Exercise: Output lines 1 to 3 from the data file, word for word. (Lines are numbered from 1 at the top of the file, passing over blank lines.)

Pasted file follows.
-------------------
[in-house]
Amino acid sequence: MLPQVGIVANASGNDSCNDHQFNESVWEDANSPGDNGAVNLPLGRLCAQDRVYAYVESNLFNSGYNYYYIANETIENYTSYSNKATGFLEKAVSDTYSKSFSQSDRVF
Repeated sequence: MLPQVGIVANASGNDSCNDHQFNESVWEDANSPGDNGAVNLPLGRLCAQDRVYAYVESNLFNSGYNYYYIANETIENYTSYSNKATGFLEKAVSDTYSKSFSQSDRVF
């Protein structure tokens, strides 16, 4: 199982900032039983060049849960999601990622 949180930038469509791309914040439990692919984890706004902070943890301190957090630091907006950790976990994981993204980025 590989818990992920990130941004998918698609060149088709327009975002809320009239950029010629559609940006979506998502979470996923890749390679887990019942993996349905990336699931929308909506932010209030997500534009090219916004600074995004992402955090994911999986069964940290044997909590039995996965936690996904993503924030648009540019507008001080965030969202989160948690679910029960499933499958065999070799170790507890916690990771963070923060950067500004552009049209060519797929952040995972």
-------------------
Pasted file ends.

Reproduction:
[in-house]
Amino acid sequence: MLPQVGIVANASGNDSCNDHQFNESVWEDANSPGDNGAVNLPLGRLCAQDRVYAYVESNLFNSGYNYYYIANETIENYTSYSNKATGFLEKAVSDTYSKSFSQSDRVF
Repeated sequence: MLPQVGIVANASGNDSCNDHQFNESVWEDANSPGDNGAVNLPLGRLCAQDRVYAYVESNLFNSGYNYYYIANETIENYTSYSNKATGFLEKAVSDTYSKSFSQSDRVF